Thursday, April 12, 2012

Prominent scientists speak for protecting Chetco River

Writing in the Oregonian Jack Williams and Mike Dombeck, two of the nation's most prominent fisheries scientists and conservationists, urge Congress to take advantage of the second chance that's been given the Wild and Scenic Chetco River and its wild salmon, steelhead and cutthroat trout. They write:

The second chance came last month when a Washington developer failed to pay annual fees on 11 existing claims on the Chetco and forfeited them. Three of these claims were inside the Kalmiopsis Wilderness Area and cannot be reclaimed, but it will be open season on the remainder once the temporary withdrawal expires in about a year and a half. If the Chetco River Protection Act becomes law, however, these claims never can be refiled and the river will be protected forever from in-stream mining.
What does the public make of all this? According to the Department of the Interior, more than 11,800 comments were received in support of the Forest Service's request for a halt to new claims. Six comments were received in opposition. At a public meeting in Brookings, 90 percent of those in attendance supported increased protection.
The deputy chief of the Forest Service testified in support of the Chetco River Protection Act and pointed out that in addition to strong runs of fall chinook, winter steelhead and sea-run cutthroat trout, the river "contributes exceptionally pure and clean water to the domestic water supplies of the communities of Brookings and Harbor, Oregon." Fish, water and recreation: That is a pretty strong set of values for Oregonians.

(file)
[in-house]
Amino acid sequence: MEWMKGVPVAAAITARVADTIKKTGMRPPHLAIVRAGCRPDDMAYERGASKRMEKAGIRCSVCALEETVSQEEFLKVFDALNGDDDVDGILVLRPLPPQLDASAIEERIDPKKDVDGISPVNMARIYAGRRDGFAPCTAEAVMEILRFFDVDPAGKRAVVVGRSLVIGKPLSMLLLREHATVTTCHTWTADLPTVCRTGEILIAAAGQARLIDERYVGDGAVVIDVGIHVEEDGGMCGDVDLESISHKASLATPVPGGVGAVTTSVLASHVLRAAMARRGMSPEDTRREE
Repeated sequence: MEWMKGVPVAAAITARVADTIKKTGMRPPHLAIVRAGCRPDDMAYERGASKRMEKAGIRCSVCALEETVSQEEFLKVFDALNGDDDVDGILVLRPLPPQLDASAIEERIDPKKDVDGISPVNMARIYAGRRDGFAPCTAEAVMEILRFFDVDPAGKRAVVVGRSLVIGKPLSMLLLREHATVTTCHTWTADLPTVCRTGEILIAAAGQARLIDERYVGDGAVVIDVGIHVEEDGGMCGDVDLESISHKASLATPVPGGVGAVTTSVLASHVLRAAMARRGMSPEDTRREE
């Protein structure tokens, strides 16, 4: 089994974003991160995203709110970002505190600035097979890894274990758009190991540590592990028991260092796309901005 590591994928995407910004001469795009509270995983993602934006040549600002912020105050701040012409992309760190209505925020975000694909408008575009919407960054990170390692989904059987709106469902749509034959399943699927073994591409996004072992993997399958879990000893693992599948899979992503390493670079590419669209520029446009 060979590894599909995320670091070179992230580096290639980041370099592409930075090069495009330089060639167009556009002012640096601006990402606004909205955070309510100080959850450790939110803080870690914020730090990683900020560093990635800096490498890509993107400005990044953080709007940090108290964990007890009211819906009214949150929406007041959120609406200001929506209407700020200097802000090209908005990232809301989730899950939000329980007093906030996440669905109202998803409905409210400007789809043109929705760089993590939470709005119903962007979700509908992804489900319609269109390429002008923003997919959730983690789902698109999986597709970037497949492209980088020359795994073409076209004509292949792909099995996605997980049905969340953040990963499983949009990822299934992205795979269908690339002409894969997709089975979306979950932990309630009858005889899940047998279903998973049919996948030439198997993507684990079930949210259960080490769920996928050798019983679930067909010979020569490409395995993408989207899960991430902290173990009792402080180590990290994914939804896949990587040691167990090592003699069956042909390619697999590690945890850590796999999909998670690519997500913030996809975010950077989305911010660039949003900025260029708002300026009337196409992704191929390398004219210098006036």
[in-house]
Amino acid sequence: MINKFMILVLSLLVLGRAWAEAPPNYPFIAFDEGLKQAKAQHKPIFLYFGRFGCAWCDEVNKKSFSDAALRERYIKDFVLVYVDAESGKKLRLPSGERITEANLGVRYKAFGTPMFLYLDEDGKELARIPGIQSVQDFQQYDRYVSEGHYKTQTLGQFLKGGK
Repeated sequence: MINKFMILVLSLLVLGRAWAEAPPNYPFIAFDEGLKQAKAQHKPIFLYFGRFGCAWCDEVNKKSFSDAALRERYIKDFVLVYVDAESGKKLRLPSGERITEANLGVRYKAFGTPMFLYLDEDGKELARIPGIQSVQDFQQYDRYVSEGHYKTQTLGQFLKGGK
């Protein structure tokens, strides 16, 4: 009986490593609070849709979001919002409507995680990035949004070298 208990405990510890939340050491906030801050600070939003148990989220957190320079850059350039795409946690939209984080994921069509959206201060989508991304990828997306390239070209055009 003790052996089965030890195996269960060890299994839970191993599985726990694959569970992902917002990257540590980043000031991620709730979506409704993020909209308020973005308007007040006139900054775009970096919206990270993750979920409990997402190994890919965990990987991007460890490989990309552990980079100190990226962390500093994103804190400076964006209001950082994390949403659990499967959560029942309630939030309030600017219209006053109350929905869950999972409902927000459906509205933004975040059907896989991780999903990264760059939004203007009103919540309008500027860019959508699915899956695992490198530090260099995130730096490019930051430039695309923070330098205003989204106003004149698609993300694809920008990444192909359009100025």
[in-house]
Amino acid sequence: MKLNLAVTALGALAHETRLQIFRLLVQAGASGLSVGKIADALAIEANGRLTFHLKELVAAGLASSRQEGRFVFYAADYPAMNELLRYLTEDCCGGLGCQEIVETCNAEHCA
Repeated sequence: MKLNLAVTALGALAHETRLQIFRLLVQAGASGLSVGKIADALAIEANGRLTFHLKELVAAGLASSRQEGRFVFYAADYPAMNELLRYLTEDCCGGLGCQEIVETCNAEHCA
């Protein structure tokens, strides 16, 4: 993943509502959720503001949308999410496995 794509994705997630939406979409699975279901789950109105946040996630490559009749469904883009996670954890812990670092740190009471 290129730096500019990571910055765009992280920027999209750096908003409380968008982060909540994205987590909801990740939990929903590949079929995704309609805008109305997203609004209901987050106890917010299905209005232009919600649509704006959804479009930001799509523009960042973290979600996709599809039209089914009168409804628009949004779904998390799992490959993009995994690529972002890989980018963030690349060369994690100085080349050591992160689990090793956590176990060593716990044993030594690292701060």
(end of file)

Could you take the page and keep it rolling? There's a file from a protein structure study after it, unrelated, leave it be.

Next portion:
Not only is increased protection the right thing to do for salmon and other natural values of the river, but the price is bargain-basement. If Congress acts to pass the legislation, the Forest Service would save at least $810,000, which was the estimated cost to review the eight mining claims that have now been abandoned.
Read the full guest opinion.

Jack Williams is the former forest supervisor of the Rogue River-Siskiyou National Forest and now the senior scientist for Trout Unlimited, a 140,000 member strong organization of conservation minded anglers united behind a simple philosophy: take care of the fish, and the fishing will take care of itself. In 2001, he co-authored the seminal paper "Pacific Salmon at the Crossroads: Stocks at risk from California, Oregon, Idaho and Washington" with Willa Nehlsen and Jim Lichatowich.

Mike Dombeck is former chief of the Forest Service and now a board member for Trout Unlimited. He testified before congress in 2008 on the need for mining law reform. Read the testimony here. Dr. Dombeck has dedicated a quarter of a century to managing federal lands and natural resources in the long-term public interest. His leadership in the Bureau of Land Management and as former chief of the Forest Service impacted nearly 500 million acres. He is most noted for significant efforts toward watershed health and restoration, sustainable forest ecosystem management, sound forest roads and roadless area protection and has authored, co-authored, and edited over 200 popular and scholarly publications. 

Dr. Dombeck's most recent book is From Conquest to Conservation: Our Public Land Legacy with Christopher Wood and Jack Williams. The three also co-authored Watershed Restoration: Principles and Practices (Jack Williams Editor). Chapter 6, "Temporal and Spatial Scales" by Robert Ziemer can be read here.